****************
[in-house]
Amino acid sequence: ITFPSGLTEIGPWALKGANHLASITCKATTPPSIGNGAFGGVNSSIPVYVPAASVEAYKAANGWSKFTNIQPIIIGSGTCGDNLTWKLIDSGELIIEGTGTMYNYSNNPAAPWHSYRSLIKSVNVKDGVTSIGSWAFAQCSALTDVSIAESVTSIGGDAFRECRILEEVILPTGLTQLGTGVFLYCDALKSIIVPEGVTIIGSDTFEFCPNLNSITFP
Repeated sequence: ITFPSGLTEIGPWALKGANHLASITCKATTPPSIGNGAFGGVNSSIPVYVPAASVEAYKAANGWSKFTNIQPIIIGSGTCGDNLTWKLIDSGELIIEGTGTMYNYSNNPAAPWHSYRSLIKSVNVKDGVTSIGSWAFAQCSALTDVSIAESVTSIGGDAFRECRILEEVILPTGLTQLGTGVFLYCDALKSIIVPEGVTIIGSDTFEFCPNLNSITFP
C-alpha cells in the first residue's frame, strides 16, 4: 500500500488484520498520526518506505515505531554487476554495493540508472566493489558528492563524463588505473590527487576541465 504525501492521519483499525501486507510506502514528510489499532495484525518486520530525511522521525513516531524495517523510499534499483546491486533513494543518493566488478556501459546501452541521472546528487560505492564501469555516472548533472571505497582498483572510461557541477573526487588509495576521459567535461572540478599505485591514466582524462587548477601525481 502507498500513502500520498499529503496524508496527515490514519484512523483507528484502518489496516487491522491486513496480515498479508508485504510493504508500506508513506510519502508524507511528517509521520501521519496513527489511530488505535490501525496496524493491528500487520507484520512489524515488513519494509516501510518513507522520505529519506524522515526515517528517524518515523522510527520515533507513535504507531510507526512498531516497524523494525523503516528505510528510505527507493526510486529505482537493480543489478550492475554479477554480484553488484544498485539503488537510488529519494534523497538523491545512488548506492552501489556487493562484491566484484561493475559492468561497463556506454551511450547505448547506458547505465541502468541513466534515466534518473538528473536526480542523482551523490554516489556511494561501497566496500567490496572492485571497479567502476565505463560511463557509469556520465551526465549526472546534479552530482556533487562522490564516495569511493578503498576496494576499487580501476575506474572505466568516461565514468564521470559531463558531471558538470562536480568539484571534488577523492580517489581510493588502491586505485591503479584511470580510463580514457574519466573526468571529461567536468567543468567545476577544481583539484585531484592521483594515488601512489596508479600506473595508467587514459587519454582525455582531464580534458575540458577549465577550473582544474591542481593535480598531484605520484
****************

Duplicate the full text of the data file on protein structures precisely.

[in-house]
Amino acid sequence: ITFPSGLTEIGPWALKGANHLASITCKATTPPSIGNGAFGGVNSSIPVYVPAASVEAYKAANGWSKFTNIQPIIIGSGTCGDNLTWKLIDSGELIIEGTGTMYNYSNNPAAPWHSYRSLIKSVNVKDGVTSIGSWAFAQCSALTDVSIAESVTSIGGDAFRECRILEEVILPTGLTQLGTGVFLYCDALKSIIVPEGVTIIGSDTFEFCPNLNSITFP
Repeated sequence: ITFPSGLTEIGPWALKGANHLASITCKATTPPSIGNGAFGGVNSSIPVYVPAASVEAYKAANGWSKFTNIQPIIIGSGTCGDNLTWKLIDSGELIIEGTGTMYNYSNNPAAPWHSYRSLIKSVNVKDGVTSIGSWAFAQCSALTDVSIAESVTSIGGDAFRECRILEEVILPTGLTQLGTGVFLYCDALKSIIVPEGVTIIGSDTFEFCPNLNSITFP
C-alpha cells in the first residue's frame, strides 16, 4: 500500500488484520498520526518506505515505531554487476554495493540508472566493489558528492563524463588505473590527487576541465 504525501492521519483499525501486507510506502514528510489499532495484525518486520530525511522521525513516531524495517523510499534499483546491486533513494543518493566488478556501459546501452541521472546528487560505492564501469555516472548533472571505497582498483572510461557541477573526487588509495576521459567535461572540478599505485591514466582524462587548477601525481 502507498500513502500520498499529503496524508496527515490514519484512523483507528484502518489496516487491522491486513496480515498479508508485504510493504508500506508513506510519502508524507511528517509521520501521519496513527489511530488505535490501525496496524493491528500487520507484520512489524515488513519494509516501510518513507522520505529519506524522515526515517528517524518515523522510527520515533507513535504507531510507526512498531516497524523494525523503516528505510528510505527507493526510486529505482537493480543489478550492475554479477554480484553488484544498485539503488537510488529519494534523497538523491545512488548506492552501489556487493562484491566484484561493475559492468561497463556506454551511450547505448547506458547505465541502468541513466534515466534518473538528473536526480542523482551523490554516489556511494561501497566496500567490496572492485571497479567502476565505463560511463557509469556520465551526465549526472546534479552530482556533487562522490564516495569511493578503498576496494576499487580501476575506474572505466568516461565514468564521470559531463558531471558538470562536480568539484571534488577523492580517489581510493588502491586505485591503479584511470580510463580514457574519466573526468571529461567536468567543468567545476577544481583539484585531484592521483594515488601512489596508479600506473595508467587514459587519454582525455582531464580534458575540458577549465577550473582544474591542481593535480598531484605520484